A Terrible Beauty – Exhibition by Edward Burtynsky at the Vancouver Art Gallery

What does one do when your camera is sent off for repair? Catch up on exhibition time. So on 21 April, 2014 I set off to view Edward Burtynsky’s exhibition at the Vancouver Art Gallery.

A Terrible Beauty: Edward Burtynsky is a series of photographs produced between 1983 and 2013, and represents all key bodies of his work, eg his earlier landscapes of homestead and rail lines in British Columbia (Canada), his amazing photographs of the industrialization of China and the documenting of the building of the Three Gorges Dam. Edward Burtynsky is a Canadian photographer who is internationally renowned for his natural and man-made landscapes.

There are forty-four photographs in this exhibition detailing the ‘manufactured landscapes’ of China, North America and Bangladesh, as well as the results of today’s consumer society and truth be told, I found the experience quite mind-boggling and came away feeling rather overwhelmed. How to do a write up on such work and where to start? I have so many thoughts running around in my head, but for now will only touch on a few points which really stood out for me.

Burtynsky’s work is big – literally and figuratively. His photographs are at minimum about 3 feet by 4 feet wide, some bigger. His bird’s eye view point of view dominates all his photographs and it is this that probably sets his work apart. Many of his works can be viewed as abstract art. When I was looking at Oil Spill #10 Oil Slick at Rip Tide, Gulf of Mexico, June 24, 2010, it took me a while to realize that I was looking at an oil spill out at sea. Only after closer inspection did I see a soft row of clouds right at the top of the frame. By placing the horizon almost at the very top of the frame, perspective is somehow lost and one has to work at the image to decode it. Burtynsky employs this technique frequently, enhancing his neutral point of view, leaving the viewer to make what he or she wants of the photograph.

Another of his techniques that he deploys is the visual division and balance of his images. In Salinas #1 Cadiz, Spain 2013, he makes use of a railway track running diagonally across the frame, intersecting and contrasting with the curvaceous turquoise water of the river. In Shipbreaking #28, Chittagong, Bangladesh he places his subject (an old tanker) right in the centre of the top third of the frame, on the horizon, while his foreground is a black muddy morass – hardly what one would expect to find a ship sitting on. The pools of water in the mud reflect the bland, washed out sky, causing one’s eye to be drawn into the ship with its bright red hull – the only colour in the photograph in this monotone image. On a small 8 x 10 photograph this technique would be boring and predictable, but on the scale that Burtynsky displays, it serves to create an equilibrium to balance the scale of the subjects which is necessary.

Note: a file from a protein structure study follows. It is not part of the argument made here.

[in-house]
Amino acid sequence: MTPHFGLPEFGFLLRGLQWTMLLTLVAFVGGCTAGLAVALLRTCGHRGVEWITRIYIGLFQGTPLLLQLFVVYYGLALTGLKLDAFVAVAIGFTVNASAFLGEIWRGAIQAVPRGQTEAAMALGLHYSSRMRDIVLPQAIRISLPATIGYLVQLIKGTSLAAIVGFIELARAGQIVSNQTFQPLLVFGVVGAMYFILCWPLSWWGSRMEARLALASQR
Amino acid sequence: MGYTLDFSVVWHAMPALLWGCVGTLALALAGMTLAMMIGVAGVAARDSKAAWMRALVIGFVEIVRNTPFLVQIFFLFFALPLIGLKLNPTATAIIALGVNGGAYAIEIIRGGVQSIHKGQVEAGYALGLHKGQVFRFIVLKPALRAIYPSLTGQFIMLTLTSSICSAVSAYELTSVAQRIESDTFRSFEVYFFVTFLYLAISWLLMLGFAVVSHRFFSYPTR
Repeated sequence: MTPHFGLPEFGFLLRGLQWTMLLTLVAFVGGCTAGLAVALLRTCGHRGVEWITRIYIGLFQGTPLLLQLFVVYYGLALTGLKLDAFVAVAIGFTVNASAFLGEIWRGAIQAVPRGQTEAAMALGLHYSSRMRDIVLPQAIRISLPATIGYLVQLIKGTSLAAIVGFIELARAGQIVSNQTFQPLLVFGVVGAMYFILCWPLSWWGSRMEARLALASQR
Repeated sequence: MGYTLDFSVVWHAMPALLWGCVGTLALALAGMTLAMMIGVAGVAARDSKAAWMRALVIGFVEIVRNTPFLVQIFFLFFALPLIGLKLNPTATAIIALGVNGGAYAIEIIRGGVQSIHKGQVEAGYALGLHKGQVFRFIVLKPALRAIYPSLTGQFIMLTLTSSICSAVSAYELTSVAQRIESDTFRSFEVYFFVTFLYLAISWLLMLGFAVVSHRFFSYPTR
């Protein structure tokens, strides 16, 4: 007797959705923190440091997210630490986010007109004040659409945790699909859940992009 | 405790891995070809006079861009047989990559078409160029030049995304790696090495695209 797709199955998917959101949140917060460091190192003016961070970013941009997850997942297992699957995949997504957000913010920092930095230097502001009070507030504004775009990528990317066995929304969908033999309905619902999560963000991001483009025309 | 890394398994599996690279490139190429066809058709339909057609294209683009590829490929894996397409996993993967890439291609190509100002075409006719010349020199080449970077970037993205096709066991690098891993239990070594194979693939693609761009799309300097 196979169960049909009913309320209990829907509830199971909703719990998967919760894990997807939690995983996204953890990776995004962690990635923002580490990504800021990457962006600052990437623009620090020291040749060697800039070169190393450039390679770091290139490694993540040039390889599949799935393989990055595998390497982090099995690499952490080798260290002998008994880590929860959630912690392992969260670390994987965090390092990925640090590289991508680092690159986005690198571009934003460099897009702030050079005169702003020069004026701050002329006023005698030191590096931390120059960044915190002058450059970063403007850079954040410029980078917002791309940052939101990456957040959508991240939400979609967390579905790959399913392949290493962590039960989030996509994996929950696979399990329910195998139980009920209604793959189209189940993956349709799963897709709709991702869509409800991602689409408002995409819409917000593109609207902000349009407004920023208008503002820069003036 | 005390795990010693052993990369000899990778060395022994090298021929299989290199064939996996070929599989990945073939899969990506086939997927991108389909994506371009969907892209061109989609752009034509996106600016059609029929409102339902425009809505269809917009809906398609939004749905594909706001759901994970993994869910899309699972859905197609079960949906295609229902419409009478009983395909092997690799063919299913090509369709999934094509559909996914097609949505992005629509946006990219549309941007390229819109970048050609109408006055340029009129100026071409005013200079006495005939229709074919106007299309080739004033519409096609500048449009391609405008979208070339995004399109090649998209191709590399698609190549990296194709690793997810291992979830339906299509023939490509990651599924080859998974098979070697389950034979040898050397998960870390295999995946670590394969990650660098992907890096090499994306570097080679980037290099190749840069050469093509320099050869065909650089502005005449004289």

My favourite photograph is Burynsky’s Marine Aquaculture #1 Luoyuan Bay, Fujian Province, China, 2012. This photograph truly comes into its own hanging on a gallery wall. If I remember correctly it was also one of the largest photographs on display. The expanse of the fish farms are only barely visible on a digital image, while on the gallery photo one can clearly see the lines of demarcating the new fish farms being put into place all the way to the horizon and is an excellent example of filling the frame. Of course Burtynsky employed a novel method of taking this photograph: he used a helicopter drone with his camera attached below in an articulating harness. It took three people to make the photograph: the drone operator, a person operating the camera’s articulation mechanism and Burtynsky to press the shutter. The back story can be seen on a video under my Multimedia section.

I guess I had a variety of non photographic reactions to this exhibition ranging across the whole political, social, economical and environmental spectrums, which I will not get into here as that would just get me off on a tangent. It is sufficient to say that after viewing the China photographs I would seriously never consider eating any foodstuff originating from that country due to the pollution that is taking place.

Burtynsky summarizes his projects very succinctly:

“While trying to accommodate the growing needs of an expanding, and very thirsty civilization, we are reshaping the Earth in colossal ways. In this new and powerful role over the planet, we are also capable of engineering our own demise. We have to learn to think more long-term about the consequences of what we are doing, while we are doing it. My hope is that these pictures will stimulate a process of thinking about something essential to our survival; something we often take for granted—until it’s gone.”

—     Edward Burtynsky

Note: For ease of accessing the photographs I have mentioned in my review, I have not used URLs pointing to Burtynsky’s site as he displays his images in a Flash Gallery and as a result they are not individually linkable.

Reference List

Edward Burtynsky http://www.edwardburtynsky.com/ (accessed 23 April, 2014)

Artsy.net https://artsy.net/artist/edward-burtynsky/auction-result/51d8a146d0c2eb5e2c000ade (accessed 23 April, 2014)

1stDibs.com http://www.1stdibs.com/art/photography/color-photography/edward-burtynsky-oil-spill-10-oil-slick-gulf-mexico/id-a_24552/ (accessed 23 April, 2014)

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